Please join us at Waterfall Mansion & Gallery for Lee Seung Hee’s first show following his transfiguration. Please reserve a Waterfall Saturday Tour.

VIP RECEPTION (INVITATION ONLY): March 5, 2019, 6PM

Works by Seunghee Lee at Waterfall Mansion and Gallery

Written by Christopher Phillips, an independent art critic and curator who has followed Asian contemporary art for more than two decades. Best known for his 2001 book Socrates Cafe and named the “Johnny Appleseed of Philosophy” by Public Radio International, he now also teaches at Tisch School of the Arts at New York University.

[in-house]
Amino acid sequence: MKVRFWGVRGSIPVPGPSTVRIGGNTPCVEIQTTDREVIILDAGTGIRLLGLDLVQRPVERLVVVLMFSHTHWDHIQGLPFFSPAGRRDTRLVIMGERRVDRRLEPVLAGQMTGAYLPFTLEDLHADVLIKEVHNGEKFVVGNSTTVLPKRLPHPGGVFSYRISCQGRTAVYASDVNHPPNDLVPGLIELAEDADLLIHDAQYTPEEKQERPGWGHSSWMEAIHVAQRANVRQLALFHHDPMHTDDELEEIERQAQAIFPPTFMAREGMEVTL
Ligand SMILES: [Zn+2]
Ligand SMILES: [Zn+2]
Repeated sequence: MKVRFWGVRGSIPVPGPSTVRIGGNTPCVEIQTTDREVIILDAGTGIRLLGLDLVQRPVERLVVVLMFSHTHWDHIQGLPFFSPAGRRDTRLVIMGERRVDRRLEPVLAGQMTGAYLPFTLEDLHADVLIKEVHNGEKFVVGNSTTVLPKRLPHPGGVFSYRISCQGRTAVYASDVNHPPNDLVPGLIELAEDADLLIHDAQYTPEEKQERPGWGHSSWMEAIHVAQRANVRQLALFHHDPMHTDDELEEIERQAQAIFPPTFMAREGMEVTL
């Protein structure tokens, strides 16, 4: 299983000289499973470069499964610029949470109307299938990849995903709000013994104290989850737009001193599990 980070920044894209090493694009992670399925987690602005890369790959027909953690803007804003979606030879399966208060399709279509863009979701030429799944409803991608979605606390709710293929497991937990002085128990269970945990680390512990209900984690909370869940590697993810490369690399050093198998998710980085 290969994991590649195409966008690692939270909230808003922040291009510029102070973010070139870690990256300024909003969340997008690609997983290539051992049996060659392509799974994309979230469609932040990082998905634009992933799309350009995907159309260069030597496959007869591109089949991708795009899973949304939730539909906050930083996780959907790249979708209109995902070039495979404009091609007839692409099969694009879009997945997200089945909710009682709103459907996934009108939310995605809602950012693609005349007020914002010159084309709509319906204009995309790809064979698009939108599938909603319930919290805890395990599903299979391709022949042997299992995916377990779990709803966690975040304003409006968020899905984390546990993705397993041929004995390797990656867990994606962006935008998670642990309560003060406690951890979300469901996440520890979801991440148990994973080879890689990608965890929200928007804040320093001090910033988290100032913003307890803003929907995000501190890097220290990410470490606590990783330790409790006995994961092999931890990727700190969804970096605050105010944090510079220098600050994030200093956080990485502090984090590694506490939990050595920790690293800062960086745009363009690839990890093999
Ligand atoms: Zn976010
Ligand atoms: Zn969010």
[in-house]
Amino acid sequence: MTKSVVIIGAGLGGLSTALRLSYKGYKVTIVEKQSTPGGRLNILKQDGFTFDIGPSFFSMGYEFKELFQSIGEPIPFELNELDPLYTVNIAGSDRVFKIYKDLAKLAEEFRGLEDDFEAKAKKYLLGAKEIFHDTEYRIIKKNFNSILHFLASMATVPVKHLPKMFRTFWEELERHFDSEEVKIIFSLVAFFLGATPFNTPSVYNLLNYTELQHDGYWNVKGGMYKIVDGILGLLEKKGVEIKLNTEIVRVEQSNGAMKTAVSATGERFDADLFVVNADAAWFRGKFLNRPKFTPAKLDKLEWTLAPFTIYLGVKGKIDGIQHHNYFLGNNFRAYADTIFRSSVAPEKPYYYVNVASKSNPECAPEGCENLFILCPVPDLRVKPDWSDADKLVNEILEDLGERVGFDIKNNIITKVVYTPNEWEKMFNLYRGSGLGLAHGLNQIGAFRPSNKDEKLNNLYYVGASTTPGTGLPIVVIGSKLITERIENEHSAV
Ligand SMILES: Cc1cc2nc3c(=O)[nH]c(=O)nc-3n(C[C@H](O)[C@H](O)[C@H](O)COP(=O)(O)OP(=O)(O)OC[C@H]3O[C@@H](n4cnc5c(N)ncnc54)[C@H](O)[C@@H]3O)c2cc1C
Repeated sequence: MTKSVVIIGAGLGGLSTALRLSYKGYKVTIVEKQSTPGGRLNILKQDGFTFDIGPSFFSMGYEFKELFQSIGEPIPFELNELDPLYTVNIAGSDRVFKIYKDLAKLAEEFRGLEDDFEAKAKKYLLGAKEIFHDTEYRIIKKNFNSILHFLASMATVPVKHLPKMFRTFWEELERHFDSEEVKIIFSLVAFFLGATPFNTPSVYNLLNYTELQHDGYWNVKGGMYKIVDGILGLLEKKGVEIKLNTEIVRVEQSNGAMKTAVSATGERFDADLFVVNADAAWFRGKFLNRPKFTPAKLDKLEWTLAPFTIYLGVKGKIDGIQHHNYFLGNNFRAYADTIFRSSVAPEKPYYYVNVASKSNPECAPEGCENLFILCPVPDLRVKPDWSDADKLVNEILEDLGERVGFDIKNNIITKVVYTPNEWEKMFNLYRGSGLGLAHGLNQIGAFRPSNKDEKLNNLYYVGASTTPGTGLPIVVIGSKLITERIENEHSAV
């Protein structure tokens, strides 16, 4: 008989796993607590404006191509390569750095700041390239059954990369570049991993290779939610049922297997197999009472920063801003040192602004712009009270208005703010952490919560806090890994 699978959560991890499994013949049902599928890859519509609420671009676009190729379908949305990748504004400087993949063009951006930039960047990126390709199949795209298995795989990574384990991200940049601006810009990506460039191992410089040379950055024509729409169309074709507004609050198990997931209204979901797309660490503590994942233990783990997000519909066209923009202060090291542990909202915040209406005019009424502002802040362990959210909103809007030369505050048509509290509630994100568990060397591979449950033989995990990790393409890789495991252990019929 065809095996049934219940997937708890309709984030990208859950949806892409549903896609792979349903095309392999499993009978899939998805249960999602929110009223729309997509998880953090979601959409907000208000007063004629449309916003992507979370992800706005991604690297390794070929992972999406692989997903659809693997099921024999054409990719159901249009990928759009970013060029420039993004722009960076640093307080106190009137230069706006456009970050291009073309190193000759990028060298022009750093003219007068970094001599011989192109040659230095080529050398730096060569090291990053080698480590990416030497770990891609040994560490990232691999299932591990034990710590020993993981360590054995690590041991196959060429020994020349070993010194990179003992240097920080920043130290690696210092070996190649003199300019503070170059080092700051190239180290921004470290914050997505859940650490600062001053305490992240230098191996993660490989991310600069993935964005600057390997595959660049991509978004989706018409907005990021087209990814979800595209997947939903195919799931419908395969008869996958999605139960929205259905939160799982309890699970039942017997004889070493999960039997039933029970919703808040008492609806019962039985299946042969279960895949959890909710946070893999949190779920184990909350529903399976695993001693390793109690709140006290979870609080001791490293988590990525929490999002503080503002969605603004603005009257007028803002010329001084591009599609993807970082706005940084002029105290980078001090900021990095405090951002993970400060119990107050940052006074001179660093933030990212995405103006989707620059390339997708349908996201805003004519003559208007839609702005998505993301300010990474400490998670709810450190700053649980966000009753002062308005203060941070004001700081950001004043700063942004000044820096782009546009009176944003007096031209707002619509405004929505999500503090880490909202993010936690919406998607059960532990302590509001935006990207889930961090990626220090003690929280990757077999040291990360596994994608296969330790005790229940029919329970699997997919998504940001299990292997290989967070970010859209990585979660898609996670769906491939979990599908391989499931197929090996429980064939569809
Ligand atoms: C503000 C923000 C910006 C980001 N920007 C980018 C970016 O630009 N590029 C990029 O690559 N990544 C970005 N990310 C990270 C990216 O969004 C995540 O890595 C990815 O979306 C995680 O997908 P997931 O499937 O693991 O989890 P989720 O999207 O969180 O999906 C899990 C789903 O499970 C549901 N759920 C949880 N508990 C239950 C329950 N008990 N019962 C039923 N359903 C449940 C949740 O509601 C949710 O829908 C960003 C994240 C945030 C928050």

Seunghee Lee was born in 1960 in Cheongju, the capital of North Chungcheong province, South Korea. He trained in the Craft Design Department at Cheongju University, where he studied ceramics, fiber craft, dyeing, and tapestry. His remarkable ceramic works unite the beauty and charm of traditional Korean forms with the more conceptual concerns of contemporary art.  A master of ceramics technique, he creates much of his work in Jiangdezhen, in southeastern China; in 2008 he established a studio in this historic center of Chinese porcelain production. Since then he has won international acclaim for his Porcelain Paintings and his Bamboo series. In the Porcelain Paintings, which take as their subject Korean ceramic masterpieces of past centuries, Lee ingeniously transforms the original three-dimensional objects into stylized, shallow-relief images on porcelain tiles. His subsequent Bamboo series involves the production of thousands of ceramic “bamboo joints” that, when joined together, evoke groves of graceful, freestanding bamboo trees. His most recent ceramic works, the Space of 8mm series, infuse unexpected hints of volume into renderings of folded and layered sheets of paper. Throughout his career, Lee has emphasized motifs, materials, and colors that have strong associations with traditional Asian ceramic works. In this way he enables viewers to make an imaginative connection between his undeniably contemporary works and the rich heritage of ceramics.